Never one for litotes Queen Bey promises that, “When he fuck me good I take his ass to Red Lobster”. Or, translated for the fans in downtown Workington, ‘ bring me to a climax and I’ll buy you a Subway’. In what has become the high point of Naff, Bey’s promise is made staring into the camera in frenzied self-awareness. Once again (cf. my previous Blogs about Bey) her deep-seated insecurities overwhelm any rescue from irony. She, along with an endless succession of multi-millionaires staring with faux defiance into the camera, look for all the world like young children doggedly showing off their precocious skills for adult approval. “I’m so reckless when I rock my Givenchy dress…!” (Oooohhhh!) The overseeing adults are rarely impressed with the child’s thrashing about, but we are charmed by the intense seriousness of the effort and the straight faced concentration. The title, Destiny’s Child, Beyoncé’s early fling with desperate self-regard, says it all.
But not so, insists Beyoncé. We’re not supposed to take that meta-view – to avert our gaze from the skill – to pull back to see the desperate thrashing about. In an act of theatre, we are expected to suspend disbelief. Our brains dutifully reinterpret cliché (the inevitable backing triangle of ballet-chorus) as reinforcement of creative energies; see camera-leering as a Michaelangelo moment of divine ‘connection’ with the fans; and construe light porn as a courageous rebellion against sexual repression (sic).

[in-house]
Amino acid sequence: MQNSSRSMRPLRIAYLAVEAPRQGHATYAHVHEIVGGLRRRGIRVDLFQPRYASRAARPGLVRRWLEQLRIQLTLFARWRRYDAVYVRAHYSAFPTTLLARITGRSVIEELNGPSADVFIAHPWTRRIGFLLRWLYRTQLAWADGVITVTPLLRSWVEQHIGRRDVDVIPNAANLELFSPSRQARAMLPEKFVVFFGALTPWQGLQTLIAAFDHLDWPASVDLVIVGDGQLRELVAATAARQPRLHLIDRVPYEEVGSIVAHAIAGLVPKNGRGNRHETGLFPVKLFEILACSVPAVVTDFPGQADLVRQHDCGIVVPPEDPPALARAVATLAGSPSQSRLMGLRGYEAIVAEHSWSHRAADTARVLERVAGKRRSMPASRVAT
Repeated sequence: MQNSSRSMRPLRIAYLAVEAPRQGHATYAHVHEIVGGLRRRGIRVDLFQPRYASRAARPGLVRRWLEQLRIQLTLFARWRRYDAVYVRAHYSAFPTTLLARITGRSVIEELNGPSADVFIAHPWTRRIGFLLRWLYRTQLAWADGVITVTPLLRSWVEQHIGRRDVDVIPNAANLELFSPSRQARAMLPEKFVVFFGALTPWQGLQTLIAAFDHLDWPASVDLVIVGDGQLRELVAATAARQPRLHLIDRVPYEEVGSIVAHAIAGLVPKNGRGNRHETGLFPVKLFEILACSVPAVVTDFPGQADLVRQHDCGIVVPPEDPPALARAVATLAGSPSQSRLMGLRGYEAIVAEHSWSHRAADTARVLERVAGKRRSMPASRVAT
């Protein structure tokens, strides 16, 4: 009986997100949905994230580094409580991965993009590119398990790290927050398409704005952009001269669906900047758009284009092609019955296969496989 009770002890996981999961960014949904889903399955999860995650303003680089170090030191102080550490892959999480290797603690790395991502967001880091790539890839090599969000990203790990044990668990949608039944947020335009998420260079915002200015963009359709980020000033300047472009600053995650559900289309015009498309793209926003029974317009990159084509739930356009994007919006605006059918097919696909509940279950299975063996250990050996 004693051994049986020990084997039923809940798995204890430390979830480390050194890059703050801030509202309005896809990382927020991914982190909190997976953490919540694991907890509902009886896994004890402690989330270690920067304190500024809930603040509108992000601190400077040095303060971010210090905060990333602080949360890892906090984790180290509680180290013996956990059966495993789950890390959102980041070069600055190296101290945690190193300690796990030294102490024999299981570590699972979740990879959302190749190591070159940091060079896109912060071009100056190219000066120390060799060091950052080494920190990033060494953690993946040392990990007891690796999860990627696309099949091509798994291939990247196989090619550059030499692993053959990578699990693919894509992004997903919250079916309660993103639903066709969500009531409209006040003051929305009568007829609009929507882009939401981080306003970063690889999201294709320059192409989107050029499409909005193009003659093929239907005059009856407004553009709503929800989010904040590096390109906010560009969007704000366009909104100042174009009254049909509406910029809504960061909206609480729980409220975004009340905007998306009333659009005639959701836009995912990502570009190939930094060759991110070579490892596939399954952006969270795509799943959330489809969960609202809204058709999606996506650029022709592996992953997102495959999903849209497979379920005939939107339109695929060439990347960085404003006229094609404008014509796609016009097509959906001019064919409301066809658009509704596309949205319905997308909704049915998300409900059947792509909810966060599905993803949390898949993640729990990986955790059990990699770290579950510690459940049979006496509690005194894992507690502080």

I don’t know about you, but when I see that triangular chorus behind Bey I find myself swerving from seeing a phalanx of fearful, Amazonian feminist warriors, to seeing a conspicuous attempt to persuade us/herself that she’s not alone. Lady Gaga veers between using that same phalanx and declaring intense loneliness in her private life. Sounds like an open-and-shut case of a plea for help. Same here – Queen Bey’s lyrics are so often lone voices insisting on survival skills (“spend my life in the dark for the sake of you and me/the only way to go is up, skin thick, too tough“).
So – why does this appear in a Blog under the category, Politics and Culture?
In his best-selling pop psychology book, Thinking Fast and Thinking Slow, Daniel Kahneman introduces us to the now much-explored notion of ‘dual-process thinking’. Stick with it – it’s not that dry. Using the evidence of many fascinating laboratory experiments Kahneman suggests that we have two, somewhat competing, ways of thinking about problems and issues. One, the lazy way (‘System 1’), takes for granted what we see and know. Just as we master the skills of riding a bike and then forget them because we can ride on ‘automatic pilot’, so a teacher, say, looks at a class of students and just gets on with the job as she has found works for her previously. ‘Of course,’ she might say, ‘we have to have quiet in the class if we are to learn.’ Or the police officer arrests a young person for stealing a Gatorade because – well, a crime was committed.